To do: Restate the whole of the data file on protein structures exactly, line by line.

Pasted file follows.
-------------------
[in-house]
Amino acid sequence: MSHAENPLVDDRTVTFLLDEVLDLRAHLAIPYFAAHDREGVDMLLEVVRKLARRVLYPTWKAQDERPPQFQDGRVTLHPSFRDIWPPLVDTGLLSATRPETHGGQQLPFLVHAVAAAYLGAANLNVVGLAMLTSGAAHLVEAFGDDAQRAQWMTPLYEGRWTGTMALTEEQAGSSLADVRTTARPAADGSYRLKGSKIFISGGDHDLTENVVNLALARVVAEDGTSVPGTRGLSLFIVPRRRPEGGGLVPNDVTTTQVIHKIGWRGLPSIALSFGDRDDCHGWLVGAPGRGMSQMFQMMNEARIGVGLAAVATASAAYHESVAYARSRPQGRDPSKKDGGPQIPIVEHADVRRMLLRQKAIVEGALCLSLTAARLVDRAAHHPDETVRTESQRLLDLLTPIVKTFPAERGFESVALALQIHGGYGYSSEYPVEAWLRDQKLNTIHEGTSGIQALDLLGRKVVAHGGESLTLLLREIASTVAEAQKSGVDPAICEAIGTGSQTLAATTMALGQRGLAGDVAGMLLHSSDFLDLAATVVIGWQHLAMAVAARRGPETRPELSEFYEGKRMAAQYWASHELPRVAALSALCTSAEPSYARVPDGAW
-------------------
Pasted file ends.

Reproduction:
[in-house]
Amino acid sequence: MSHAENPLVDDRTVTFLLDEVLDLRAHLAIPYFAAHDREGVDMLLEVVRKLARRVLYPTWKAQDERPPQFQDGRVTLHPSFRDIWPPLVDTGLLSATRPETHGGQQLPFLVHAVAAAYLGAANLNVVGLAMLTSGAAHLVEAFGDDAQRAQWMTPLYEGRWTGTMALTEEQAGSSLADVRTTARPAADGSYRLKGSKIFISGGDHDLTENVVNLALARVVAEDGTSVPGTRGLSLFIVPRRRPEGGGLVPNDVTTTQVIHKIGWRGLPSIALSFGDRDDCHGWLVGAPGRGMSQMFQMMNEARIGVGLAAVATASAAYHESVAYARSRPQGRDPSKKDGGPQIPIVEHADVRRMLLRQKAIVEGALCLSLTAARLVDRAAHHPDETVRTESQRLLDLLTPIVKTFPAERGFESVALALQIHGGYGYSSEYPVEAWLRDQKLNTIHEGTSGIQALDLLGRKVVAHGGESLTLLLREIASTVAEAQKSGVDPAICEAIGTGSQTLAATTMALGQRGLAGDVAGMLLHSSDFLDLAATVVIGWQHLAMAVAARRGPETRPELSEFYEGKRMAAQYWASHELPRVAALSALCTSAEPSYARVPDGAW